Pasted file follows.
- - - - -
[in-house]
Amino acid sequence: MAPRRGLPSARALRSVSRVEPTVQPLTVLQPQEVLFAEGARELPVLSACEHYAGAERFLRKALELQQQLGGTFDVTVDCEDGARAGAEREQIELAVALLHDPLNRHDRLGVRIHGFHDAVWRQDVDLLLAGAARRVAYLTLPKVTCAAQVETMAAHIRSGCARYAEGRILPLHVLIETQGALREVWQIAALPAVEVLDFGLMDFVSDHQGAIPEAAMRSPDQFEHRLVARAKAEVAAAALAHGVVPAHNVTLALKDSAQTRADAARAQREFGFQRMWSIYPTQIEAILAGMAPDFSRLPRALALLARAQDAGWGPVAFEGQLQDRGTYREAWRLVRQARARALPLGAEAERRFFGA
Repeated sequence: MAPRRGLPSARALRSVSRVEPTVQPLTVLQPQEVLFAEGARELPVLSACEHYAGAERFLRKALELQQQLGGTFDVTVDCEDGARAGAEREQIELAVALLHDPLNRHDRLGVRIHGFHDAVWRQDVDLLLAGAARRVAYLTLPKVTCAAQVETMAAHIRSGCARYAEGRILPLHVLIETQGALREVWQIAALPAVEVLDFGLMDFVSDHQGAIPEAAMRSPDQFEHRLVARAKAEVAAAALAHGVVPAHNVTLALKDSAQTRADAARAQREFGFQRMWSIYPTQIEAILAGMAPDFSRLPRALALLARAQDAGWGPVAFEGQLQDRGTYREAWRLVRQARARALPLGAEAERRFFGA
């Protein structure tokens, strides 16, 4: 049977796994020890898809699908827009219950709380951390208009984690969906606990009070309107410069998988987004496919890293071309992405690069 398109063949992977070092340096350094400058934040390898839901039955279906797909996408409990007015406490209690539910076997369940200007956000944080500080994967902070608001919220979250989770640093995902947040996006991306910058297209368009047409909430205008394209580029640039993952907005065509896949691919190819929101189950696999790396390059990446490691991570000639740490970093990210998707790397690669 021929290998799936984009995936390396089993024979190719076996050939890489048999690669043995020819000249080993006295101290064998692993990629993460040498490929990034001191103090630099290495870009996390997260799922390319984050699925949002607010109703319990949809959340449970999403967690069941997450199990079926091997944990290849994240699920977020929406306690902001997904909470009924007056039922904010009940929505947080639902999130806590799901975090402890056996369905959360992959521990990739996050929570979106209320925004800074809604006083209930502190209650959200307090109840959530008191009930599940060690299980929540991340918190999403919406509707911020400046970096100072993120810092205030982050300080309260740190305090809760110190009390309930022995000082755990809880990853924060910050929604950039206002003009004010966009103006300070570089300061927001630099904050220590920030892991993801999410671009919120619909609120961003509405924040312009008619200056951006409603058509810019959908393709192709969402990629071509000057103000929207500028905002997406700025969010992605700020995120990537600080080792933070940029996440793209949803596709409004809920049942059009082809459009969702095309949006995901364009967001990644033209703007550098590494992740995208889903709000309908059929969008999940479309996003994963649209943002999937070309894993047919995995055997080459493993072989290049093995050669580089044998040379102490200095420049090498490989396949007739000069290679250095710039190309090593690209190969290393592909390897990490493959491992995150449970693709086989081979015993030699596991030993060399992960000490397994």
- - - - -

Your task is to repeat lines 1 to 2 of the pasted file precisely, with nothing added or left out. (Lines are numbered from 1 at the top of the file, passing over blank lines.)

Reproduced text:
[in-house]
Amino acid sequence: MAPRRGLPSARALRSVSRVEPTVQPLTVLQPQEVLFAEGARELPVLSACEHYAGAERFLRKALELQQQLGGTFDVTVDCEDGARAGAEREQIELAVALLHDPLNRHDRLGVRIHGFHDAVWRQDVDLLLAGAARRVAYLTLPKVTCAAQVETMAAHIRSGCARYAEGRILPLHVLIETQGALREVWQIAALPAVEVLDFGLMDFVSDHQGAIPEAAMRSPDQFEHRLVARAKAEVAAAALAHGVVPAHNVTLALKDSAQTRADAARAQREFGFQRMWSIYPTQIEAILAGMAPDFSRLPRALALLARAQDAGWGPVAFEGQLQDRGTYREAWRLVRQARARALPLGAEAERRFFGA